“Planes cost tens or sometimes hundreds of millions of dollars. For them to be profitable they have to be flying all the time. Sitting there, you still have to insure them, maintain them, and you have to pay for them.

“You’re not generating any money from them. You’re just losing it.”

Porter Airlines suspended all flights during the pandemic, which is hitting the airline and tourism industries hard. (David Donnelly/CBC)

Complicated process to restart industry

Sunwing’s president Mark Williams said some companies are managing their financial losses but won’t be able to sustain it for months on end.

“There isn’t a sector that’s been more impacted by this,” said Williams on Thursday at a virtual Canadian Club Toronto event. “We’re really looking for liquidity.

“It’s not reasonable to expect that any airline in Canada can go on like this for six months without getting some sort of financial support from the government.”

A vice president at Air Canada recently said he anticipates air travel will resume worldwide by Christmas. But without federal aid, McNaney said, it will be a struggle for airlines to ramp up quickly.

“It’s going to be a very complicated process to restart aviation,” he said. “We’ve never seen 90 per cent of capacity parked at one point in time.

“That’s like trying to walk out into a parking lot after a [hockey] game with 15,000 cars in the lot and none of them turn over because it’s too cold and their engines have all shut down. So you have to get all those cars ramped up and ready to roll. Then you have to find your way out to the parking lot.”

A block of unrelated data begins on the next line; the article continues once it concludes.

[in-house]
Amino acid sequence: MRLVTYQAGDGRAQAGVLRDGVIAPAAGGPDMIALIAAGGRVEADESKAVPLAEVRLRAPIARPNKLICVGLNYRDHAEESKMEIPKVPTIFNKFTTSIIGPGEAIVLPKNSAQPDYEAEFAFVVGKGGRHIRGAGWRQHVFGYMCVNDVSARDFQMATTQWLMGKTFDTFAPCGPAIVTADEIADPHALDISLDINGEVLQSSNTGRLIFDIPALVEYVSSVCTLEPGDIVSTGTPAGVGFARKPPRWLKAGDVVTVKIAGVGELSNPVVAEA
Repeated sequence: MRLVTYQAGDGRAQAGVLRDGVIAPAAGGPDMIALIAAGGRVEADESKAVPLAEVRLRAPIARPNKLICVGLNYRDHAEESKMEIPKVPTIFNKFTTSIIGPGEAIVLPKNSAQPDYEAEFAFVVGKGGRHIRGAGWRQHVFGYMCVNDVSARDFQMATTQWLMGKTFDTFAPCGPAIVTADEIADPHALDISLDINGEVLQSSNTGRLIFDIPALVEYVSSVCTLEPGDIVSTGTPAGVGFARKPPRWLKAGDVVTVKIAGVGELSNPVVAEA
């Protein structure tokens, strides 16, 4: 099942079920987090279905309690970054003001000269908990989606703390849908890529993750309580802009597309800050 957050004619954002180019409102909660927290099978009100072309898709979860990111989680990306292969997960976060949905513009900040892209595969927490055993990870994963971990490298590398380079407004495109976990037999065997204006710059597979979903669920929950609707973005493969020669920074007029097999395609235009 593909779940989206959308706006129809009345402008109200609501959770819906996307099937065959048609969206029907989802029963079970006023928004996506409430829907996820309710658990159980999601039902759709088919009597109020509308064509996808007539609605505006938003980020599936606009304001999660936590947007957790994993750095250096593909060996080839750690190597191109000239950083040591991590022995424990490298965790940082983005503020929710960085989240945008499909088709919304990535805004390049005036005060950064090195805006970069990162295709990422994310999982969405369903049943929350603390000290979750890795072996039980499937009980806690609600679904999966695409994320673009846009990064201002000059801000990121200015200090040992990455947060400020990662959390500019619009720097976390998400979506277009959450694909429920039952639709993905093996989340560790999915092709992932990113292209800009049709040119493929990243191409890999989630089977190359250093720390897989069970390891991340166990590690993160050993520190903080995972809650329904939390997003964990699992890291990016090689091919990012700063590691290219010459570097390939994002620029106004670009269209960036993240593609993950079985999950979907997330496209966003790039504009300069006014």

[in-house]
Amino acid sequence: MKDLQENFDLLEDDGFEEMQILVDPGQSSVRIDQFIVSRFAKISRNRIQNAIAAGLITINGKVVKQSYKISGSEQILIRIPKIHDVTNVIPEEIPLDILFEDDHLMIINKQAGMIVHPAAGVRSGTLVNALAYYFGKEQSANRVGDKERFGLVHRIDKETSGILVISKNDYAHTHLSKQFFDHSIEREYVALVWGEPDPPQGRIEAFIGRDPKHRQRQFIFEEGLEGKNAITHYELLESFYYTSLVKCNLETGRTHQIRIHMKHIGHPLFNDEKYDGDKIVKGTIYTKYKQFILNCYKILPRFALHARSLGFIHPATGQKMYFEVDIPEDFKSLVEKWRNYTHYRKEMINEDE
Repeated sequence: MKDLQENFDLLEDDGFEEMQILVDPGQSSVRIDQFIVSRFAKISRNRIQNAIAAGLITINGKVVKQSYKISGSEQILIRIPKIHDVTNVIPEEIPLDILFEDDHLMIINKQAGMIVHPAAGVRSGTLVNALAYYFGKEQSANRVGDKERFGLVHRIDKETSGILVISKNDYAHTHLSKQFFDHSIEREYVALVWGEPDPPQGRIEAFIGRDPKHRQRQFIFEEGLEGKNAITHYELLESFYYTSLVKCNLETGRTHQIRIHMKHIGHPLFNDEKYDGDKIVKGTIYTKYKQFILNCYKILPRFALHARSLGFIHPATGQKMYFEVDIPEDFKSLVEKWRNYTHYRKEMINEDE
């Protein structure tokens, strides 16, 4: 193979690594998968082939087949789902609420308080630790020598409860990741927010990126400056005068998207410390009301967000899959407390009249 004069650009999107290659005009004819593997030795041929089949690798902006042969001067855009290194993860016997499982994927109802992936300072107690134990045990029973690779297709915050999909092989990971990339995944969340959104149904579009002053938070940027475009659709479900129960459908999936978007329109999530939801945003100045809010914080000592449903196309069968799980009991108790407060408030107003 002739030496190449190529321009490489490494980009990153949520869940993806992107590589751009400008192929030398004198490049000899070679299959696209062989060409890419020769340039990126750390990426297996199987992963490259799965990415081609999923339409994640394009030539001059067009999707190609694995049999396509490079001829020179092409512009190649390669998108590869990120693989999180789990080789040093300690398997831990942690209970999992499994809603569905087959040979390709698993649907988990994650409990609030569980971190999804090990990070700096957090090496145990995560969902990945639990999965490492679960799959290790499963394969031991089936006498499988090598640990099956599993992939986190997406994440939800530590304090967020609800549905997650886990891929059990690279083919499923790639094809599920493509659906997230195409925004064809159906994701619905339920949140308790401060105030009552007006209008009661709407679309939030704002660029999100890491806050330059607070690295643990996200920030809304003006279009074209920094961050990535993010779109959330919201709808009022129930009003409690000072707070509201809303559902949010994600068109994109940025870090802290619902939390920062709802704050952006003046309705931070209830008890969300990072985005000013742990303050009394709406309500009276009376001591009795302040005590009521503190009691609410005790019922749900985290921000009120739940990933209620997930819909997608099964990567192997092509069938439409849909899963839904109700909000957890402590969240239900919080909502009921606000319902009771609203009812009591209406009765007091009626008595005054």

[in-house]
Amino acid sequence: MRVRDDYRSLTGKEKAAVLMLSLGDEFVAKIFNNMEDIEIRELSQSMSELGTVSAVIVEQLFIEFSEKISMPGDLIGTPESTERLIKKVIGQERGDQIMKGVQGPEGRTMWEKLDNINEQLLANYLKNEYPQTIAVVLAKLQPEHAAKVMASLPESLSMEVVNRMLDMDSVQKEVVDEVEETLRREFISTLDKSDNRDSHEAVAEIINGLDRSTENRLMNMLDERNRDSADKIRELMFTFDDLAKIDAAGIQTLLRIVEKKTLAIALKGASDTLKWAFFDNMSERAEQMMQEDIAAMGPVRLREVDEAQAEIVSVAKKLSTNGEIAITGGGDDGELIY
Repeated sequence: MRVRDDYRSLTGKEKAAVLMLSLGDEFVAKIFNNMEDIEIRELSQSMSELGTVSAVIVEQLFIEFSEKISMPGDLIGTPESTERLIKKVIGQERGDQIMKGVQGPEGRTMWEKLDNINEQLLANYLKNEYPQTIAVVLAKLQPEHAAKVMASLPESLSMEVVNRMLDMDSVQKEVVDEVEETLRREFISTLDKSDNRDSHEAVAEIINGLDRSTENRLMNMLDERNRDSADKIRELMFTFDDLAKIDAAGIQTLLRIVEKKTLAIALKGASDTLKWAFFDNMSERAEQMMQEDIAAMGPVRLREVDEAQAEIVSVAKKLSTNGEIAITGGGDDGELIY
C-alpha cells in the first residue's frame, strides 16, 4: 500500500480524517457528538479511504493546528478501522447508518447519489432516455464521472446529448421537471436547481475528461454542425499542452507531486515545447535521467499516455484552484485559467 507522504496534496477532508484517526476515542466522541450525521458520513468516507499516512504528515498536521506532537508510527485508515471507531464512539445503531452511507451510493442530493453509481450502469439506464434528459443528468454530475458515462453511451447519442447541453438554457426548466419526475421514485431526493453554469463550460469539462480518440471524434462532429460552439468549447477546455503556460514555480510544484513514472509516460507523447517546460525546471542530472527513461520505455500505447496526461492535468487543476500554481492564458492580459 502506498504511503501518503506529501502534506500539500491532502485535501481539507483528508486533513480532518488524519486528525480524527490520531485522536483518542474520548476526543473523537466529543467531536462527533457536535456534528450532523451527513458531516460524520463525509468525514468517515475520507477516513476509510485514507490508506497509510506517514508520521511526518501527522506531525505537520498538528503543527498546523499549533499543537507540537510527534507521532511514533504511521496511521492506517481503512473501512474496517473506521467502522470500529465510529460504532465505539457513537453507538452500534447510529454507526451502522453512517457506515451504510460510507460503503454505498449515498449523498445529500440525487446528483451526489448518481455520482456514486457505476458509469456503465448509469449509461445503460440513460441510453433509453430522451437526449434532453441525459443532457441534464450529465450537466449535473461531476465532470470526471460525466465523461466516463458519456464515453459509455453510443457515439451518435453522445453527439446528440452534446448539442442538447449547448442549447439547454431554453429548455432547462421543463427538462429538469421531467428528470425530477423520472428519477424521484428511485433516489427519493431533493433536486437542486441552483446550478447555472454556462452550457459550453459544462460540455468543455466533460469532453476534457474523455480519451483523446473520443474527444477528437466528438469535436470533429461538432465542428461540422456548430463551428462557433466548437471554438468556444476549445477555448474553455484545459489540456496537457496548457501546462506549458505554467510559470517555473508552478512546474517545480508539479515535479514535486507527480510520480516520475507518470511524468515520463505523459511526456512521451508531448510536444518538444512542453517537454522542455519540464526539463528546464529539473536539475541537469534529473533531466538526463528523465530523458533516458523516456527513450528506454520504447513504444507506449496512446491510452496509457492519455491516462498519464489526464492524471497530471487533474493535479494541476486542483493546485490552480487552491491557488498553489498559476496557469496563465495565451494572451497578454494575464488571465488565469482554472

McNaney said the government needs to stabilize the airline industry so it can start working out the logistics of re-starting with air carriers, staff and government agencies. The longer they wait, the tougher that process will be, he said.

McNaney added that the airline and tourism industries are key to rebuilding Canada’s economy.

“We recognize there are certain industries that have been extremely hard hit by both the drop in oil prices and the COVID-19 challenge, whether it’s airlines or oil and gas or tourism,” Prime Minister Justin Trudeau told reporters on April 1. (Justin Tang/The Canadian Press)

Government evaluating ‘all options’

A month ago, Prime Minister Justin Trudeau said he recognized the industry has been hit “extremely” hard and that help was on the way.

Finance Minister Bill Morneau has waived airport authorities’ rent fees, worth an estimated $331 million. The government is giving $17 million to Yukon, Northwest Territories and Nunavut to help airlines flying essential goods to remote northern communities.

Morneau’s office said the government is still evaluating “all options to support the industry.”

“We have been in touch with airlines and we understand the impact COVID-19 is having on their industry and we are with the workers who are facing a difficult situation in these unprecedented times,” said spokesperson Maéva Proteau in a statement to CBC News.